Crystal Bradford

Bradford absorbing AU hoops experience

© Athletes Unlimited, LLC 2023 / Credit: Jade Hewitt Media
W.G. Ramirez
Mar 21, 2023

Unpredictable was the word used to describe Crystal Bradford.

And four-time captain Naz Hillmon meant it as a compliment.

“Crystal is probably one of the hardest people to game plan for because … when she’s coming down the court, you don’t know if she’s going to pass it, sometimes she’s doing fake in and outs to herself, you just really have to be ready for anything,” Hillmon said.

What you can expect, however, and is seemingly very predictable, is her confidence and competitive spirit.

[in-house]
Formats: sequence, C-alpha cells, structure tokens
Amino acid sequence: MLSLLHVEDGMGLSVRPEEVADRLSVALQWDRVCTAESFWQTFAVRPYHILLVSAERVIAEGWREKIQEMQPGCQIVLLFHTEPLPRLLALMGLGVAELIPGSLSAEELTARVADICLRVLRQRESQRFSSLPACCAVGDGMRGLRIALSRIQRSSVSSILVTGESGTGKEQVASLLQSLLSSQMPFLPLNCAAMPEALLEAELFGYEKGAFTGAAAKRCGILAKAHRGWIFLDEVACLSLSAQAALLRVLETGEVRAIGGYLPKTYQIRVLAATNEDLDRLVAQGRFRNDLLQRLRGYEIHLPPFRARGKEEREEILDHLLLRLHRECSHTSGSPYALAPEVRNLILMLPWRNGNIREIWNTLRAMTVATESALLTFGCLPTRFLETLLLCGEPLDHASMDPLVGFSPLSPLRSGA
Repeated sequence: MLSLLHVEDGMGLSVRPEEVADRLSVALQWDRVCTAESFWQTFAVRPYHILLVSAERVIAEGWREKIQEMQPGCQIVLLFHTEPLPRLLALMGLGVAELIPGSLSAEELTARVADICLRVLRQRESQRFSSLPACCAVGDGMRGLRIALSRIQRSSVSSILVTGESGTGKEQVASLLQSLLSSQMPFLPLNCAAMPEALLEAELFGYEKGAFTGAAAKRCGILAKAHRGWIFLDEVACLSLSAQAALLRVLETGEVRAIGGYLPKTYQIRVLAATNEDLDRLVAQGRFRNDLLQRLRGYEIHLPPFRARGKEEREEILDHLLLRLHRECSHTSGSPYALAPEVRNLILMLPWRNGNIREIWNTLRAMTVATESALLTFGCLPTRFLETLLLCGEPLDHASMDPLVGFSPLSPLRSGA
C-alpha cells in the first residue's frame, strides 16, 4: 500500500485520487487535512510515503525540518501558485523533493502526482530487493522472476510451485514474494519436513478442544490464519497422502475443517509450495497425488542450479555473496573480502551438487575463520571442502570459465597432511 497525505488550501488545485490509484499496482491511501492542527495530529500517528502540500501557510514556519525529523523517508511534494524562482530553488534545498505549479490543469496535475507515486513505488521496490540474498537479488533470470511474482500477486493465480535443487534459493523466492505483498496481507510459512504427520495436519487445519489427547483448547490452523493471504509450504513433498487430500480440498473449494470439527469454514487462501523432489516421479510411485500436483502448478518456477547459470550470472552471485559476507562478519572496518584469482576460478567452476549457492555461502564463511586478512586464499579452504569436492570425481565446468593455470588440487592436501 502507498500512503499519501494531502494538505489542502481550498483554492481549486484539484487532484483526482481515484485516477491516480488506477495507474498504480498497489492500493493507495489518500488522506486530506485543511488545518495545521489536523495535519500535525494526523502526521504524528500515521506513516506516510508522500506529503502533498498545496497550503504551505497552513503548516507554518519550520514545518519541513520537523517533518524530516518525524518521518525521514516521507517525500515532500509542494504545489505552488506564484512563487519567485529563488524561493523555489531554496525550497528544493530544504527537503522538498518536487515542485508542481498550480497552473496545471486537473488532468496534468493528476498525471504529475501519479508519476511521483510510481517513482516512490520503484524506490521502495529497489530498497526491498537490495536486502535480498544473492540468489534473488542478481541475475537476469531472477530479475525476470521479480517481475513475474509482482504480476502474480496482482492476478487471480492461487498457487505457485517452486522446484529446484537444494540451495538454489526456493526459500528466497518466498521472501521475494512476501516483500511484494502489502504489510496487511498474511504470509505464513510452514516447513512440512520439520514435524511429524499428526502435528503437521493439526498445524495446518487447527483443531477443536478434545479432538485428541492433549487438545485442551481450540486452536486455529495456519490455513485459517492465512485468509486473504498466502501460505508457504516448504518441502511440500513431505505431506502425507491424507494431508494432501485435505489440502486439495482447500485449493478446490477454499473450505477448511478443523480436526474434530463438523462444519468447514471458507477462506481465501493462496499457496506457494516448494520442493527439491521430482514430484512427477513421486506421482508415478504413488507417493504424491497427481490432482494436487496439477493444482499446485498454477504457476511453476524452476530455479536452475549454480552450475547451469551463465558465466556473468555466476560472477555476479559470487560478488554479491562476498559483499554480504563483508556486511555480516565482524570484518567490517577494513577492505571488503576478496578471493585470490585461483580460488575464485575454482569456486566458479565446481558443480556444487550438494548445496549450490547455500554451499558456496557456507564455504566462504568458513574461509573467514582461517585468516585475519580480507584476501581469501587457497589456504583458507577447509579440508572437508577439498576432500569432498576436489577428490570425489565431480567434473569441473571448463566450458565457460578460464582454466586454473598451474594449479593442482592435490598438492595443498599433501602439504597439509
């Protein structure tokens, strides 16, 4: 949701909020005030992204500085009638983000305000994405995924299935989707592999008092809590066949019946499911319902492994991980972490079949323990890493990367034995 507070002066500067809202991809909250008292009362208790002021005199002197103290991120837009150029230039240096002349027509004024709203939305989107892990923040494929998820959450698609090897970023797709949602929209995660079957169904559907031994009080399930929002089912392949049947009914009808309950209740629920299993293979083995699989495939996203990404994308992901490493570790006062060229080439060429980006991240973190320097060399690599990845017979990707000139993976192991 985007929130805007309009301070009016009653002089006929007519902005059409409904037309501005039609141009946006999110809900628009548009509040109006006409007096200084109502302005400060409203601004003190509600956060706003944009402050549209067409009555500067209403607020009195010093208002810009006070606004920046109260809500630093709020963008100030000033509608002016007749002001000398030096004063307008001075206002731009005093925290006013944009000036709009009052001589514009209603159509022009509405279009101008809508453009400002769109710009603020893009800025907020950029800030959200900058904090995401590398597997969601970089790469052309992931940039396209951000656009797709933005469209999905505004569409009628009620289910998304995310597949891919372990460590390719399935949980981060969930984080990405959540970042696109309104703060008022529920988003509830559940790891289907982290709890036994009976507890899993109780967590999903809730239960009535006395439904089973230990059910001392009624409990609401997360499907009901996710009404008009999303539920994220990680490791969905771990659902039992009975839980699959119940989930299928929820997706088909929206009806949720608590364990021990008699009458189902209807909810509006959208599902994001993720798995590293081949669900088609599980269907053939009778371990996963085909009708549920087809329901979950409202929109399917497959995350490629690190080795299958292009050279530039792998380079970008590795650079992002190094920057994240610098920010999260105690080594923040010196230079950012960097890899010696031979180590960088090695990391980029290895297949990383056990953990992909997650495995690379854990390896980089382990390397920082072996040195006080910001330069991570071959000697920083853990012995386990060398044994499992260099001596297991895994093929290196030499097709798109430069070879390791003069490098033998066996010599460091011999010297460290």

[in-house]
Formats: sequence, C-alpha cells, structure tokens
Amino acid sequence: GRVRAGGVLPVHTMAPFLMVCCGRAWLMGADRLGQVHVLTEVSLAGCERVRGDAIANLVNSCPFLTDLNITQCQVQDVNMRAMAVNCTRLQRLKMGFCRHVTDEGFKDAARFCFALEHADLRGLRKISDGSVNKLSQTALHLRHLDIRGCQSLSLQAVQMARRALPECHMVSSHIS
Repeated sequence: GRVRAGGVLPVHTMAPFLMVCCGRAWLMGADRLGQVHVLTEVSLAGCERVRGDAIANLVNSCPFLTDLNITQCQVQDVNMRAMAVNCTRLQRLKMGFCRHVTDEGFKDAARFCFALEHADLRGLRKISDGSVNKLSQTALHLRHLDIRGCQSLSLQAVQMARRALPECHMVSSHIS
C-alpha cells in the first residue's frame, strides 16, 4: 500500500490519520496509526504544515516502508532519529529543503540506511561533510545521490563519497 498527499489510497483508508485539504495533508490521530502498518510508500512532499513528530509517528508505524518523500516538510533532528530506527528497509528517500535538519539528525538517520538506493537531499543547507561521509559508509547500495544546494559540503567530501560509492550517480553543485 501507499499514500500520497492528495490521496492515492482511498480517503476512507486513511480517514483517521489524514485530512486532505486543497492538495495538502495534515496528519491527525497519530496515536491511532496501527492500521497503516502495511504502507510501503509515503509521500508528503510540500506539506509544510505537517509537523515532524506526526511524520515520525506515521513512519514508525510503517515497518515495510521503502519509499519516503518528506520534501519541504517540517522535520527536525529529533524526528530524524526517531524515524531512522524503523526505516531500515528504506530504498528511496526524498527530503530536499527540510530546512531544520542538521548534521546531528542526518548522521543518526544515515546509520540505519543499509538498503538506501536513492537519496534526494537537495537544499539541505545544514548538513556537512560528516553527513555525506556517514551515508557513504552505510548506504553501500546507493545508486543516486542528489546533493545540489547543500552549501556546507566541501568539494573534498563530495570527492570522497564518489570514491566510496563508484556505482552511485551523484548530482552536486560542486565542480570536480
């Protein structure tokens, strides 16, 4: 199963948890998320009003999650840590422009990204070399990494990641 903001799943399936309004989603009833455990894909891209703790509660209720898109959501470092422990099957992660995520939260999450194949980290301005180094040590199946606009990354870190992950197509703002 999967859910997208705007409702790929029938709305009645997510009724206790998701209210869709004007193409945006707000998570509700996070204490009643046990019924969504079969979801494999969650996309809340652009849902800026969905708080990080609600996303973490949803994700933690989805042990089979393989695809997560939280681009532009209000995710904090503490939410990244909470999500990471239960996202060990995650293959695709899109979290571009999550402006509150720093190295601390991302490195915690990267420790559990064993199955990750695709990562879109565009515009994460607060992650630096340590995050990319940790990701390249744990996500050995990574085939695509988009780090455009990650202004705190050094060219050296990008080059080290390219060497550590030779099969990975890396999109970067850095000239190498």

“You want someone who’s going to go toe-to-toe, nose-to-nose,” 16-year veteran professional Essence Carson said. “Especially in those very important games, where it takes a lot of confidence to be ultimately successful and Crystal definitely has it. If she hasn’t proved it throughout this AU season, I don’t know what else you can ask from her.”

Bradford is averaging a double-double in her first season with Athletes Unlimited, with 13.9 points and 10.5 rebounds per game.

Her versatility as a wing on the perimeter or shooting forward penetrating the paint has made life hard on defenders, forcing the opposition to dictate what she is doing, or at least try to, rather than sitting back and waiting to see what she will do.

A lot easier said than done.

“She uses her size to an advantage,” Hillmon said. “She just has a very unique style of play. She plays at her own speed and her own pace. (She) can move quickly on the perimeter, or slow things down in the paint.